HOLLY SPRINGS, N.C. (AP) — North Carolina's hastily redrawn congressional districts, combined with more $1 million spent on attacks by outside groups, have set up an unusual battle in the only U.S. House race nationwide pitting incumbents against each other.
Republicans Renee Ellmers and George Holding are vying to win over what's likely to be a small Election Day crowd after court-ordered redistricting upended their territories, along with the primary calendar.
It's the first time two sitting members of Congress have run against each other since 2012, and whoever takes the primary Tuesday has a strong chance of winning the Republican-leaning territory in the fall. A Republican doctor is also running.
Votes aren't coming cheaply considering Ellmers and Holding have each already spent more than $1 million. Outside groups also are pouring in money for ads saying Ellmers isn't conservative enough.
But in this town of 30,000 where Main Street divided the incumbents' territories before redistricting, several Republican voters said they were trying to look beyond labels.
"I think she's doing fine. I'm a moderate. I'm not a hardcore, right-wing Republican," said Russ Cramer, a commercial printer from Holly Springs who is leaning toward picking Ellmers.
Ellmers believes the attacks by Washington-based conservative groups are retribution for not following their agendas closely enough. For example, she drew the ire of groups pushing restrictions on late-term abortions when she helped remove reporting requirements for rape victims from the legislation. The 2015 bill died in the Senate.
"The reason they have come out in support of my opponent rather than me is that they want to make an example out of me: 'How dare you interfere with what we want?'" she said in an interview, noting the anti-abortion National Right To Life Committee gives her perfect marks on its scorecard despite opposing her candidacy.
The campaigns have drawn distinctions over a handful of key votes, including a budget bill passed in 2013 and a spending package approved last year that some conservatives saw as unpalatable compromises between Republican legislative leaders and the Obama administration. Ellmers voted for the deals, while Holding voted against.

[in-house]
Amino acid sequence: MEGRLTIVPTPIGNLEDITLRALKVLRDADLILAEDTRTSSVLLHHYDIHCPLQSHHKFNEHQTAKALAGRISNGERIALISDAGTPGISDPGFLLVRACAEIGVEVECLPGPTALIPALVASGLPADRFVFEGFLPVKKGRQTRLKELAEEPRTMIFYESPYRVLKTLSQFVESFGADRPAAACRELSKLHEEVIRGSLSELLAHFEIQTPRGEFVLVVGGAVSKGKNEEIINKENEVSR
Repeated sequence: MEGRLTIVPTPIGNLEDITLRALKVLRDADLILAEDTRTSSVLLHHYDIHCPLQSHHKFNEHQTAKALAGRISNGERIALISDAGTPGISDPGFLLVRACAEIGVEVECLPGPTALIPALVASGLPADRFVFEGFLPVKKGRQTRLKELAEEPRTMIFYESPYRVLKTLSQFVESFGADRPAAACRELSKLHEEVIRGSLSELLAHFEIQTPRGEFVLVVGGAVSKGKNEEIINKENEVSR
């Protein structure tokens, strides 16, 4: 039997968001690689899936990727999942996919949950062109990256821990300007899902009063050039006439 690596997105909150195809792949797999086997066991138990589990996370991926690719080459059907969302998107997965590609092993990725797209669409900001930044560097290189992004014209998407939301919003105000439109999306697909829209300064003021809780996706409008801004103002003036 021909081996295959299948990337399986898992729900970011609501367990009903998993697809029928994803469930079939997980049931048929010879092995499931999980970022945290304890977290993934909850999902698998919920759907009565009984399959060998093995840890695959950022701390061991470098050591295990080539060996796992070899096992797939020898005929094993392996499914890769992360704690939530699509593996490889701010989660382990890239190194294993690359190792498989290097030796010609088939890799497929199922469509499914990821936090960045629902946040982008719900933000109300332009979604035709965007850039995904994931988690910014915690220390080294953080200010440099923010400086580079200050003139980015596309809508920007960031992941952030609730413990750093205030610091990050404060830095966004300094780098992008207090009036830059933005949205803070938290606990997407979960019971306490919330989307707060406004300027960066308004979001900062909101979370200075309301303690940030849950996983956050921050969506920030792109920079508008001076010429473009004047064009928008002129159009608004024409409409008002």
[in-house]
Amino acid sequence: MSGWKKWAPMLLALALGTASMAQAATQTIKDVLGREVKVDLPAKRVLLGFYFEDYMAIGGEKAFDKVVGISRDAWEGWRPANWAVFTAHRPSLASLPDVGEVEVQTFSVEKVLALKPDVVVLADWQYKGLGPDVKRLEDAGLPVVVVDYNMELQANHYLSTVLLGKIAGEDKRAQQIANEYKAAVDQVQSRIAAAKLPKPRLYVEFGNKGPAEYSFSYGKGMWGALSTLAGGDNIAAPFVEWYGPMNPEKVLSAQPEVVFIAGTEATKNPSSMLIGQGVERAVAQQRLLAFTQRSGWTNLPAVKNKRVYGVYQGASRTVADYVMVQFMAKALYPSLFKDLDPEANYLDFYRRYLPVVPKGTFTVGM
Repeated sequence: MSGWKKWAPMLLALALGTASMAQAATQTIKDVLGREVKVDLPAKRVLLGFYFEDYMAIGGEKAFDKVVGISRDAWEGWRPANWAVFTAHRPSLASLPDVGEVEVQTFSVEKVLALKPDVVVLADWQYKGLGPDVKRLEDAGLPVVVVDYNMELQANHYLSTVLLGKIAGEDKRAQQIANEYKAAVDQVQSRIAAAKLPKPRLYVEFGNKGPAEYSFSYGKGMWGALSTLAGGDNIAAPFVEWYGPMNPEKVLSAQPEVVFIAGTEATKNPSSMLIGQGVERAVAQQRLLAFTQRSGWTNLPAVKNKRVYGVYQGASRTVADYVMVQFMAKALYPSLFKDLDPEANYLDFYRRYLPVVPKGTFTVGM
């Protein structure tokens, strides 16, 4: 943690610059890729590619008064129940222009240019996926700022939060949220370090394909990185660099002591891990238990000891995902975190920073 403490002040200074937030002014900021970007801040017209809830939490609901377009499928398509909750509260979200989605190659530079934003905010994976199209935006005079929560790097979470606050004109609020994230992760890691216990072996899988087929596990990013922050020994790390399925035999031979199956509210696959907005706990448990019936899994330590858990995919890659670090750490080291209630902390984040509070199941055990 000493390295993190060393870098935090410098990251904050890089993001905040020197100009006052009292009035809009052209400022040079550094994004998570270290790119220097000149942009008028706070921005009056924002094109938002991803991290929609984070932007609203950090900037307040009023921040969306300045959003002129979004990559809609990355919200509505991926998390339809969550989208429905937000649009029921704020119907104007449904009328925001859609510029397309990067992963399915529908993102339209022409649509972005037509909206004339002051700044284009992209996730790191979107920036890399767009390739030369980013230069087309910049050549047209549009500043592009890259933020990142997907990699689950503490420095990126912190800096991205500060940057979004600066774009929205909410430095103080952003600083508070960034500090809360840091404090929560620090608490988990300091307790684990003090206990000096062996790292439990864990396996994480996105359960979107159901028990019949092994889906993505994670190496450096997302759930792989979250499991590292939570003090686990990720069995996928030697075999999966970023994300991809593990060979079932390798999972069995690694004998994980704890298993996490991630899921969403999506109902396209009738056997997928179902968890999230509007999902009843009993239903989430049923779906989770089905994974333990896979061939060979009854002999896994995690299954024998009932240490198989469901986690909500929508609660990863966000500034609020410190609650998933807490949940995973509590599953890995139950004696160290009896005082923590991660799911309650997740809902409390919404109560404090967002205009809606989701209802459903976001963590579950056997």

"When these bills come along ... and the bill presented is not the best bill, I'm not going to vote for it regardless of what the leadership says," Holding said in a phone interview. "I'm very open about my conservatism and my belief that we need to cut spending and reduce national debt."
Their matchup was set in motion in February when the General Assembly was forced to quickly redraw the state's congressional districts after a federal court ruled that two were unconstitutionally race-based. Ellmers' 2nd District shifted north and east, while Holding's 13th District moved to a different part of the state.
Meanwhile, a significant portion of the district that previously elected Holding was absorbed by the new 2nd, where both are now running. The district includes Raleigh suburbs as well as rural areas jutting south, north and east from the capital city.
The last time incumbents faced each other in congressional primaries was 2012, when there were seven such races nationwide between Democrats and four between Republicans, according to federal elections data analyzed by the Brookings Institution. That was the first election cycle after redistricting prompted by the 2010 Census.
Several groups have run ads opposing Ellmers. The Washington-based conservative group Club for Growth has spent about $700,000 on TV and online ads opposing her, said spokesman Doug Sachtleben. The North Carolina-based American Foundations Committee has spent more than $300,000 to attack her or support Holding, according to federal elections filings.
Americans for Prosperity has also attacked Ellmers with spending in the "low six figures" on mailings, digital ads, phone calls and neighborhood canvassing — the first time it's ever attacked a Republican incumbent in a congressional primary, said its North Carolina director, Donald Bryson.
The group backed by the billionaire Koch brothers cited the 2013 budget deal and a few other votes as evidence of her support for what it sees as wasteful spending.
Another wildcard is the candidacy of Republican doctor Greg Brannon, who's previously run for U.S. Senate and could siphon away precious votes in an oddly timed election split off from the turnout-boosting presidential primary.
In Holly Springs, Cramer said he considered Brannon but thinks he will pick Ellmers instead. The 57-year-old said he's unimpressed by ads touting Holding as a "real conservative" and implying that Ellmers isn't. Ellmers has countered with ads saying Holding is "no conservative."
"I was confused by the one about her not being conservative enough," he said.
At a nearby public library, Mitch Lyman said he is concerned about Ellmers' vote last year on the spending plan but hasn't made up his mind between her and Holding. The 58-year-old instructor on electrical systems at a community college described himself as a Libertarian with a GOP voter registration.
"My problem with it is that it just keeps going up — the national debt," he said. "I don't believe Republicans are good and Democrats are bad. They are going in the same direction but speaking different languages."
Associated Press writer Alan Fram in Washington contributed to this report.